- Paperback: 816 pages
- Publisher: Modern Library; Modern Library Paperback Ed edition (10 April 2001)
- Language: English
- ISBN-10: 0375756760
- ISBN-13: 978-0375756764
- Product Dimensions: 13.2 x 2.7 x 20.2 cm
- Average Customer Review: 1 customer review
- Amazon Bestsellers Rank: #93,441 in Books (See Top 100 in Books)
Plutarch's Lives, Volume 1: The Dryden Translation (Modern Library Classics) Paperback – 10 Apr 2001
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Text: English (translation)
Original Language: Greek
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In all seriousness, Plutarch's "Lives" is an interesting examination of eminent Greeks and Romans with comparisons of like figures. I love this book, and it is certainly not something you need to sit down and read in its entirety to get a lot from. Reading just a biography or two and the accompanying comparisons Plutarch offers is a great way for anyone interested in this period or biographies in general to get a feel for a detailed perspective on figures from history.
It can be dry, but that depends upon the reader.
What I first want to do in this review is to provide a little background to a reading of Plutarch. Hopefully, this will provide an explanation of why Plutarch remains such a vital author in the Western Canon.
Plutarch lived from around 46 to 120 CE. He therefore lived in the Roman Empire from the reign of Nero to the beginnings of Hadrian's reign. He was contemporaries with Tacitus and Epictetus. He lived for a while in Rome but most of his life was spent in Boetia in Greece. He was a priest of the oracle at Delphi for several decades and a prolific writer on philosophical, scientific and ethical themes.
In addition the the Lives, Plutarch wrote many essays and dialogues that have been collected together under the general title of the Moralia. The Loeb Classical Library provides a complete English rendering and there are several good one volume selections. I mention the Moralia because I believe that a reading of some of the essays are essential to understanding the ethical explorations of the Lives.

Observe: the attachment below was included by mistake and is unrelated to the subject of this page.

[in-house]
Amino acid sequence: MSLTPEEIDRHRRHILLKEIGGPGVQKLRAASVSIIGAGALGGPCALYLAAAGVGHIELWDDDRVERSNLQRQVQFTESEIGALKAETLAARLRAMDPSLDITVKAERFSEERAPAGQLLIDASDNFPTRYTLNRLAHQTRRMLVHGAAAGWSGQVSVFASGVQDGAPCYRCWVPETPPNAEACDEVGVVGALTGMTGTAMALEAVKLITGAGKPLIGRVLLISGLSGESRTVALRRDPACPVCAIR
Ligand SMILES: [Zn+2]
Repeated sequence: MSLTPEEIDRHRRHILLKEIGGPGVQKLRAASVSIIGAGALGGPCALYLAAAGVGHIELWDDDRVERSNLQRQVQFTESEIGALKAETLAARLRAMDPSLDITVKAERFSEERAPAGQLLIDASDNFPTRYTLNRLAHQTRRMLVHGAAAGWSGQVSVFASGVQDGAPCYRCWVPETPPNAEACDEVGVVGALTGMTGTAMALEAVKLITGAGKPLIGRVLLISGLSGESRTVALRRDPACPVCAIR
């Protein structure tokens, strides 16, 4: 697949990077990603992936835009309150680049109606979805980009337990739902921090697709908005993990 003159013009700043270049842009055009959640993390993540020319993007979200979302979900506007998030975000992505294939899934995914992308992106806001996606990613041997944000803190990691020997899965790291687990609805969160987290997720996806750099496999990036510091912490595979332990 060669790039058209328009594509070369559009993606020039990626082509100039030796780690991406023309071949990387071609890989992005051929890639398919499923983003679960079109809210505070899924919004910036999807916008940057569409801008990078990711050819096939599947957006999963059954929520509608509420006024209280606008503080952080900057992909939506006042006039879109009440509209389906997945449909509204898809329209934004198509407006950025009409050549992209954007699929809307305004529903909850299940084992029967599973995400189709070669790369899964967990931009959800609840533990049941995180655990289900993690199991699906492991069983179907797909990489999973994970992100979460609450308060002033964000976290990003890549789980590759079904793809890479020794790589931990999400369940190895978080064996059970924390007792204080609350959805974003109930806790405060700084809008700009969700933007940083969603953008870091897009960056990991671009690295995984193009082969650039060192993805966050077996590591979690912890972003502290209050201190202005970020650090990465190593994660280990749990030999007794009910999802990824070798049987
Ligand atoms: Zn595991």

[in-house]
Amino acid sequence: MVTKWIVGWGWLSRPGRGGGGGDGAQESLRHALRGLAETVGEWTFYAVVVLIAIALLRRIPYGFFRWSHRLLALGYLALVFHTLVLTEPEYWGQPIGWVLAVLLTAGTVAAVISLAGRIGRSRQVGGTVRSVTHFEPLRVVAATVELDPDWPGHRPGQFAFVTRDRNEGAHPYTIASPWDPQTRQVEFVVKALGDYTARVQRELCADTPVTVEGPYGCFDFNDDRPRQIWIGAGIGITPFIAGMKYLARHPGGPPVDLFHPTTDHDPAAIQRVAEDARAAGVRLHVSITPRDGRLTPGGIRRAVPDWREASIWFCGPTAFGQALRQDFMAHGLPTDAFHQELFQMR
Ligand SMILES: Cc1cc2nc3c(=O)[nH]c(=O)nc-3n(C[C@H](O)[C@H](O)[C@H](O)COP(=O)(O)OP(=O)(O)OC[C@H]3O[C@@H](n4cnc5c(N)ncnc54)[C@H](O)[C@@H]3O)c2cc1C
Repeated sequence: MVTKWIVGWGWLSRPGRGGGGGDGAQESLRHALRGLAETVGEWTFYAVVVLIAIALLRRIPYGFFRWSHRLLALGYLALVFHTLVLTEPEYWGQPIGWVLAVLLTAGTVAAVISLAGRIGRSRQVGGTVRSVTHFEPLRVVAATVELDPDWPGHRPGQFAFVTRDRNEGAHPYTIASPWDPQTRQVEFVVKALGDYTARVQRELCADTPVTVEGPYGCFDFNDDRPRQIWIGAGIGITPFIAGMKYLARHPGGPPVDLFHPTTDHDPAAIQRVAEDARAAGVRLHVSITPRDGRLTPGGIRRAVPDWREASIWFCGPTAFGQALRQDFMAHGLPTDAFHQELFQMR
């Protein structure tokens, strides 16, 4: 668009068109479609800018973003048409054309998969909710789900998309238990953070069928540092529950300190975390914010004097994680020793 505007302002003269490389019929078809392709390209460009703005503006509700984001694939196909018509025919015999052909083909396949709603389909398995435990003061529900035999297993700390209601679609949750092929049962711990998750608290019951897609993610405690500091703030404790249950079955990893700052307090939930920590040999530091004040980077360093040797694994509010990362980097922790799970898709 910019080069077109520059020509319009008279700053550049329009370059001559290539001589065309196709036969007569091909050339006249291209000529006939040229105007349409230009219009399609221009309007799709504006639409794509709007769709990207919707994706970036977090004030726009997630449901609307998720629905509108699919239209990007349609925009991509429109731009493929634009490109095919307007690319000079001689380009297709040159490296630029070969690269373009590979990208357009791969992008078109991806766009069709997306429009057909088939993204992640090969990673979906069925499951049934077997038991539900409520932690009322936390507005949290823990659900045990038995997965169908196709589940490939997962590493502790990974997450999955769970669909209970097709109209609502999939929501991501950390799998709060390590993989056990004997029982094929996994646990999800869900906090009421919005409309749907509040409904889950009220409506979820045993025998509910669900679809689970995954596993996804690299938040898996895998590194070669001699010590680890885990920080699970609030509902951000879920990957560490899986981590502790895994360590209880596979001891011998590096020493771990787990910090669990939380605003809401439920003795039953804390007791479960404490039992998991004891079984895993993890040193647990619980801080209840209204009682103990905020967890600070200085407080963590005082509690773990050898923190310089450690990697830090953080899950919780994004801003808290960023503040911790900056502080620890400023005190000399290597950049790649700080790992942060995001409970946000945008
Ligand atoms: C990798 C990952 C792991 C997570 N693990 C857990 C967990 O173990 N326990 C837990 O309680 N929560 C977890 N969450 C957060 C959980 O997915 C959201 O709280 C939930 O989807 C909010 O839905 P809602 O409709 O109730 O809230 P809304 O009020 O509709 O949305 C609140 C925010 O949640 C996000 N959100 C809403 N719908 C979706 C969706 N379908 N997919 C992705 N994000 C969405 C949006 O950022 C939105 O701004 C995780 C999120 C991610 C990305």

Consider the opening to his essay, "On Moral Virtue". Plutarch starts off by distinguishing "moral" virtue from "contemplative" virtue. The differences lies "chiefly in that it has as its material the emotions of the soul and as its form reason" (p.19 of the Loeb Moralia, Vol.6).
This gives us a picture of Plutarch as Middle Platonist with an Aristotlean idea of virtue as a mean. The picture we get is of a human world where evil and vice are as real as virtue and reason, where the emotions can work as the energizing element of both virtue and vice and where the achievement of virtue is always the result of education and discipline and is never complete.
It is this picture of the world that is then explored so magnificently in the Lives. The Lives focus of the political and military realm of the statesmen and uses the various people discussed as the raw material for the exploration of all the ways that excellent men (and a few excellent women)can succeed or fail at virtuous leadership.
One of the themes that I feel Plutarch explores is whether Roman hegemony can be defended on any grounds other than their success at arms. In this, he is writing as a cultured Greek testing the Roman leadership by the standards of a conquered people.
He looks at the ways that various personal failings (lack of prudence in a general, an excessive love of drink, uncontrollable lust whether for boys or women or greed or any pretty much any excess) can waylay and overturn a lifetime of achievement.
Another favorite theme of Plutarch's is the turning of Fortuna's (or Tyche's)wheel. Plutarch exemplifies the belief that we are laid low or allowed success almost whimsically by this goddess who will surely turn our lives upside down again soon. Just because She can (At least, as far as we know).
Against these backgrounds of Roman hegemony, personal failings and the twists and turns of Fate, Plutarch tries to show us the struggle of the individual to serve his city, his Empire or his own petty whims. It is a great theme, one that he writes about with insight and with sympathy for those whose stories he is telling.
This gets to my annoyance with the Penguin volumes of the Lives. By separating the paired Greek and Roman lives and by presenting them out of sequence, Penguin is trying to present Plutarch as an historian, a role he explicitly denies for himself. While I think he is a very good historian, he is even more a uniquely great essayist in practical political and personal ethics. This is, I believe, how Montaigne read Plutarch and I think both Jefferson and Madison as well. This is how Plutarch has helped to shape our cultural history. In fact, I am going to make the claim that it is impossible to fully understand the debate around the adoption of the U.S. Constitution unless you have read the whole of both Plutarch and Livy. Anyone who wants to persue that thesis with me, please write a comment.
My recommendation is that you get the Modern Library edition and dig in. If you don't like it, wait a year or two and try it again. For Plutarch presents us with the broadest possible experience of the world. You may find, like me, that you have to wait a while for your own experience to grow broad enough in order to really see just what an amazing book this ancient neighbor of ours has given us.